A state investigative agency has concluded that a Tyngsborough group home resident died last year as a result of having ingested an inedible object, and that there was sufficient evidence to conclude that his death was due to a lack of adequate supervision by caregivers.
The 50-year-old man, who had formerly lived at the Fernald Developmental Center, had reportedly ingested a plastic bag.
The March 29, 2012 report by the Disabled Persons Protection Commission, which was obtained by COFAR, concluded, however, that there was insufficient evidence to identify when or how the man had obtained the material he ingested, or whether he was in his group home, day program, or being transported between the two when he ingested it. The report also appeared to place the blame for the lack of supervision on the fact that the man’s plan of care, also known as an Individual Support Plan or ISP, had no requirement that he be kept in sight by staff at all times.
The 50-year-old man had lived in the group home for about a year after having been transferred there from the Fernald Center. According to sources, the man had a history of ingesting foreign objects, a condition known as pica.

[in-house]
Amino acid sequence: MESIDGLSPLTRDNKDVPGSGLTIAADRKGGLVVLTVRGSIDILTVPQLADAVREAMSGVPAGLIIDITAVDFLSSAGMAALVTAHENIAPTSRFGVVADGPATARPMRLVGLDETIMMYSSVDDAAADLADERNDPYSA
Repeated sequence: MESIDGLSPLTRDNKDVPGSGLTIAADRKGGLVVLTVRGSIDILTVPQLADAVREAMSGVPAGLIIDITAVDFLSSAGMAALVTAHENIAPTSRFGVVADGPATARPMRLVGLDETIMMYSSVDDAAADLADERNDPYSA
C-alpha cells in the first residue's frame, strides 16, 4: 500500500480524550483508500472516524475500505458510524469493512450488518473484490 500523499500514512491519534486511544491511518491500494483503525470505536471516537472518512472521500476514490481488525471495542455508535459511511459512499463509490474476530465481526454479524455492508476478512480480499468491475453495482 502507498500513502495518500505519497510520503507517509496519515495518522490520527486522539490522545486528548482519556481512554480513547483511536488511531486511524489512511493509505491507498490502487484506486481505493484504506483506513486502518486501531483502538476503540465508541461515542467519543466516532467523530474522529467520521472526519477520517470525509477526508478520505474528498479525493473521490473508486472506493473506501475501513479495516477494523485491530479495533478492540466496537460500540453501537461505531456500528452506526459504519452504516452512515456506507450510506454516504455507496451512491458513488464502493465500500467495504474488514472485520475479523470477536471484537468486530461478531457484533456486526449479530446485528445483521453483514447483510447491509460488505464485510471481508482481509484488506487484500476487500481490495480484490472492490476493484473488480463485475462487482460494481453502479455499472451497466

The July 6 death of the resident is one of two cases of sudden death involving former developmental center residents, both men in their 50s, which COFAR first reported about last August. COFAR also reported about the case of another man who died suddenly of a blood clot in his lung in a Tewksbury group home on July 24, four days after having been transferred there from the Templeton Developmental Center. An investigation of that death is apparently still ongoing.
Both Fernald and Templeton are among four developmental centers that have been targeted by the Patrick administration for closure.
The March 29 DPPC report leaves many questions unanswered about the Tyngsborough group home resident’s death, including whether the man’s ISP was changed in a significant way after he left the Fernald Center, and whether his level of supervision in the group home was less than the level he had received while at Fernald. There is an indication in the report that the man’s ISP was changed in September 2010, apparently after he moved to the group home, to remove “target (presumably inedible) items” from mention in the plan. Much of this discussion, however, is redacted in the report.
…the appropriate DDS designee review the above noted additional finding of risk pertaining to (blank) and ISP language and determine what, if any, action should be taken to identify within a person’s ISP those specific items known to be ingested by the person, as a means to minimize or eliminate the risk they pose.
In a third case about which COFAR recently reported, a 51-year-old resident of a Northeast Residential Services home died on February 7, 2012 after having been sent back to his residence twice by Lowell General Hospital. That man had formerly lived at the Fernald Center as well.